Surreptitious street photographers like quiet cameras. Certain other photographers like loud ones—I remember how surprised I was to learn that a fashion-photographer acquaintance didn't like the then-new Nikon F4 when it came out, because the shutter was too quiet! Turns out his models used the clank-whirr of his F3's motor-driven shutter to cue their movements, and photographer and his models were having trouble getting into their usual groove with the too-quiet F4.
The Leica M used to be renowned for being ultra-quiet. An urban legend held that it was the only camera allowed in certain courtrooms because it was so quiet it didn't interrupt the proceedings.
Now, you can buy digital cameras that are silent. For some, too silent—the cameras add a tiny pre-recorded digital "shutter noise" as an option for when you press the button and would prefer a little aural feedback.
And even some cameras with flipping mirrors are very quiet now. Have you heard the soft flutter of the shutter of the Canon 6D? It is, wonderfully, nearly noiseless. I'd love to pit it head-to-head with the old Leica M7 for loudness. No telling which would win.
Similarly, small size was for a very long time a sort of holy grail...or at least a selling point for some. The original "Barnack camera"—the Leica before there was an "M"—was designed by Oskar to be as tiny as it could be, basically barely bigger than the cassette of film it had to hold. Later emendations—the addition of a small rangefinder on top, then the transition to the classic but considerably bigger "M" in the early 1950s—were decried by some purists for making the cameras bigger.
Barnack's Leica A was miniscule for its day.
Photo from Pacific Rim Camera's Photographic Pages.
Along the way there were various attempts to create ultra-small cameras, either by using smaller kinds of film, or oversimplifying basic controls and functions. Minox spy cameras, Rollei 35's, that sort of thing.
The Olympus OM-1 of 1971 was another famous attempt at "miniaturization." The 1960s were a decade when Pentax (Asahi) ruled. Its M42 screwmount Spotmatic was the quintessential camera of the decade, and by 1971 Asahi had sold 3 million SLRs. It was late adapting to the trend of proprietary quick-change bayonet mounts, and its cameras were chunky. The OM-1 featured a number of mechanical innovations that added up to a full-function SLR of very small size. Pentax, charmed and alarmed, followed suit five years later—as did Nikon, which owned the top end of the camera market but didn't really start to compete in the consumer end until the '70s.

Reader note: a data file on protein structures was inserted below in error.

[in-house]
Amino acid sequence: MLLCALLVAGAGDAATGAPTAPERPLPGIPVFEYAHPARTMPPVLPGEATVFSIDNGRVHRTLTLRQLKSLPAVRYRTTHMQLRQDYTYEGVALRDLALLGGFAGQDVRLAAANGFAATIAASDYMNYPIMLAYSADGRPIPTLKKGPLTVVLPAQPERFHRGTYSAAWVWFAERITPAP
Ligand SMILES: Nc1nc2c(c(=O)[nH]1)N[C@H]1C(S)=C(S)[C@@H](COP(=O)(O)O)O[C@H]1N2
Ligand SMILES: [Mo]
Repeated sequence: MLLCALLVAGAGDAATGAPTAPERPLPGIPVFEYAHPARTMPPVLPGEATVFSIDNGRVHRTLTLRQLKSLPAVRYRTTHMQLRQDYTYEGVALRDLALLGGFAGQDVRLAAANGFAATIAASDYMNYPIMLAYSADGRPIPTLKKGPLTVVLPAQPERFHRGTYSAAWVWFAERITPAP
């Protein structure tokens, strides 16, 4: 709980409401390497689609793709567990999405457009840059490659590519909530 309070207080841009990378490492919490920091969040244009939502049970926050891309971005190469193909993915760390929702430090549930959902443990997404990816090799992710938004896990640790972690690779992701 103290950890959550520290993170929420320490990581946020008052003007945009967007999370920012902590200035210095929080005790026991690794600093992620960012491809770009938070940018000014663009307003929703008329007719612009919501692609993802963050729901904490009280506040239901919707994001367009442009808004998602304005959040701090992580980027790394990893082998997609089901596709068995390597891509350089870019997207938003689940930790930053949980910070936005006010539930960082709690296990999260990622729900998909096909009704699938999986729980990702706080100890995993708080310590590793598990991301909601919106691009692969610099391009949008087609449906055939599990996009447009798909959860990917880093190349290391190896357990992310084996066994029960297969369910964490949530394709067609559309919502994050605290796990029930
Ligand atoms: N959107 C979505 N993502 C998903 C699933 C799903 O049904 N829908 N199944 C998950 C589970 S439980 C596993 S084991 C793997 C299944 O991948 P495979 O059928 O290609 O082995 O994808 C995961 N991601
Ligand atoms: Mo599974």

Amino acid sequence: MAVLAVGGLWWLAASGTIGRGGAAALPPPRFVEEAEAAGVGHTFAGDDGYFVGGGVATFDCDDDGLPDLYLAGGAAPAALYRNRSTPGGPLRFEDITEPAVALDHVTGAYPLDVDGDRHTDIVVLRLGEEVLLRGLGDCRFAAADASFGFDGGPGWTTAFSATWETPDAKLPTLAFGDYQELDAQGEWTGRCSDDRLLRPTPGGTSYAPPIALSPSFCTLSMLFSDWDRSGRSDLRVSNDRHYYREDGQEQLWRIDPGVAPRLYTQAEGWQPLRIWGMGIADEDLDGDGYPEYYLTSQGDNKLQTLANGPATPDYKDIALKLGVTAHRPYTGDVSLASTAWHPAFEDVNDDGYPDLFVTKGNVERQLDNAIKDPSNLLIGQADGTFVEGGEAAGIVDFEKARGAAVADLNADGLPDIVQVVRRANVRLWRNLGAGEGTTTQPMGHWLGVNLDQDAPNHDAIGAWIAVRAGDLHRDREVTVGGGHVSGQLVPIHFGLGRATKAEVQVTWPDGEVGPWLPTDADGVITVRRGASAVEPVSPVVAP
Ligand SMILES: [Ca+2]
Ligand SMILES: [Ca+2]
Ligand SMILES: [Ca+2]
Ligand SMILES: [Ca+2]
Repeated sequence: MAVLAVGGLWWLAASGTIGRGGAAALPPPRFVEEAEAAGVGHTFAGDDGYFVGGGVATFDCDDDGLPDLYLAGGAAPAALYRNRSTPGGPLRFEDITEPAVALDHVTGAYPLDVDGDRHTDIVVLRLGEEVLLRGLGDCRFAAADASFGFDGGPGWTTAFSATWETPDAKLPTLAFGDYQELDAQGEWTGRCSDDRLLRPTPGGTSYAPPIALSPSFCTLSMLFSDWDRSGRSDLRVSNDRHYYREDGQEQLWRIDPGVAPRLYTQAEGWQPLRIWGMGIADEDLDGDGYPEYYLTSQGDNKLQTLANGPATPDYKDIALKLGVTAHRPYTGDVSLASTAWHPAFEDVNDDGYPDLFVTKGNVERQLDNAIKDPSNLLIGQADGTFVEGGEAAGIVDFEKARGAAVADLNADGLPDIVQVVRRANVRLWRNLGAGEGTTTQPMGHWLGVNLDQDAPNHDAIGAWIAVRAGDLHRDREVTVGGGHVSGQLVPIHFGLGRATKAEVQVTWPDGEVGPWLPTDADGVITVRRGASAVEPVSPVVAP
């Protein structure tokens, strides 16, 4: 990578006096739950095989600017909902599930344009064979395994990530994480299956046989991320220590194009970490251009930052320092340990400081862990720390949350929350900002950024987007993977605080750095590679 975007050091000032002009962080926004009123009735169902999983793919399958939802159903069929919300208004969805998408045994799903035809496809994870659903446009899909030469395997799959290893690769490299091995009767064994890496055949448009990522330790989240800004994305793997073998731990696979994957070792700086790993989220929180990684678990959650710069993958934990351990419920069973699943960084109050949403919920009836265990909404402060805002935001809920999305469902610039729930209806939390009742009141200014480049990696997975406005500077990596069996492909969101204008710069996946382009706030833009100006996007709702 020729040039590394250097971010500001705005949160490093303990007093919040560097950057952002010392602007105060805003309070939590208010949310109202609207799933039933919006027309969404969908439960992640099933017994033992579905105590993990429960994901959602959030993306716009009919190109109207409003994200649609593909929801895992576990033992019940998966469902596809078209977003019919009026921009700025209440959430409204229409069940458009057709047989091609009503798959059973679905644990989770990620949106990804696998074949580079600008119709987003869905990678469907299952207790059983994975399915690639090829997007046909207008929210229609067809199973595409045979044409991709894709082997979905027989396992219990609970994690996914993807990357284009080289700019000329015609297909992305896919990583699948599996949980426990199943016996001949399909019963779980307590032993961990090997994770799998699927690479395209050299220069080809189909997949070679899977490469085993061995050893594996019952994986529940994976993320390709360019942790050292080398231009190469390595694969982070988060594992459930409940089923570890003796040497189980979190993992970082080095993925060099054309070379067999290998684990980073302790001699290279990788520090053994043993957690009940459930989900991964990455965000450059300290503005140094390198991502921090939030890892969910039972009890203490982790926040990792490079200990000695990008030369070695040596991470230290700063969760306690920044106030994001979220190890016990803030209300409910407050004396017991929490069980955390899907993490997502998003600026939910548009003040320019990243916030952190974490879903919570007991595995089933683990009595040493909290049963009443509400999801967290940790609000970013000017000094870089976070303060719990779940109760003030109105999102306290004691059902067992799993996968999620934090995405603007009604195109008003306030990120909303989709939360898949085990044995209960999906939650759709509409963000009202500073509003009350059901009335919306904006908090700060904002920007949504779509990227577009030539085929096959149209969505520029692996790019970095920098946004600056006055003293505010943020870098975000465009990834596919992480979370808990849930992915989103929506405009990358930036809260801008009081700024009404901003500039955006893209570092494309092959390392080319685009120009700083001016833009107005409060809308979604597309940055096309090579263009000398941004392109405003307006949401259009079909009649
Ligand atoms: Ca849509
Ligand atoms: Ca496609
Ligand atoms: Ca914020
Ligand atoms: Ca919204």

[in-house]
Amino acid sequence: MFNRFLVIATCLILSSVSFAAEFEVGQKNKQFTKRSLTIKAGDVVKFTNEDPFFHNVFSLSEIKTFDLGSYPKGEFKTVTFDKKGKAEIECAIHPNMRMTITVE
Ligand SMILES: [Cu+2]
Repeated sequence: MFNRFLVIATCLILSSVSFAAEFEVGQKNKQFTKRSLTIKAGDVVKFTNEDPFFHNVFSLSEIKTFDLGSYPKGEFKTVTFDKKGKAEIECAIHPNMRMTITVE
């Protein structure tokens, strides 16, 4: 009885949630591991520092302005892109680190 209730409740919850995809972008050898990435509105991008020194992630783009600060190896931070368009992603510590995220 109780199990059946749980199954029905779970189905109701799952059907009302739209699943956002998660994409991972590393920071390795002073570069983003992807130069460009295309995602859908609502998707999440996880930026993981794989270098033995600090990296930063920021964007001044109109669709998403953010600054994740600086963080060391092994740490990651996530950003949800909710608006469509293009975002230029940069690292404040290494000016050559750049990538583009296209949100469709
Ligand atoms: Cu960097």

I've personally never been very status conscious, and not very tolerant of people for whom status in an overriding concern. So I've never been particularly covetous of extremes, the "best" or "most" or "smallest" or "fastest." Much more appealing to me is the "Goldilocks principle"—"just right." Early on, I decided I liked cameras that were small but not too small. I picked the ultimate in the OM line as my personal ideal. The OM-4T was 87mm high* by 139mm wide by 50mm deep, and weighed 18.5 ounces. It seemed about perfect to me. Big enough to handle comfortably, heavy enough so the strap wouldn't slip off my shoulder, but small enough to be inconspicuous and light enough to be easily portable. Didn't want a bigger camera, didn't want a smaller camera.
I wrote a couple of weeks ago that the Panasonic GX1 and Sony NEX-6 are about as small as they can possibly be without being too small. The NEX-6, by contrast with the old OM-4, is 67mm high by 120mm wide by 43mm deep, and weighs 12.2 ounces. Too small by my old standards. I guess my standards have shifted.
And the thing is, neither of those cameras is unusually small by today's standards—certainly not small enough to be known for being small.
It's been a decade now since Michelle Martin of Pentax had a eureka moment during a marketing meeting and realized that the Pentax Optio S would fit inside an Altoids tin. At least since then, we've have many options among truly tiny digital cameras. But most, including the cameras now thrown into every smartphone, have had very tiny sensors, too. That goes for the Pentax Q, future collectible and the current IL descendant of the Pentax 110.
Canon Rebel SL1 next to an "average sized" DSLR with the same size sensor. Graphic courtesy of camerasize.com.
Just recently, we have a suddenly burgeoning number of choices among very small APS-C cameras, and even one extremely small full-frame camera (the Sony RX1). Many good cameras are arguably too small, at least for the hands of Western males. And I haven't yet mentioned the forthcoming Canon Rebel SL1 (100D), a smart move by Canon because it's a camera that some photographers want and need and haven't really had in Canon's line before—an SLR that's very small but still good. Why shouldn't people who want that be served too?
Know what the SL1 reminds me of most? The Nikon EM of 1979.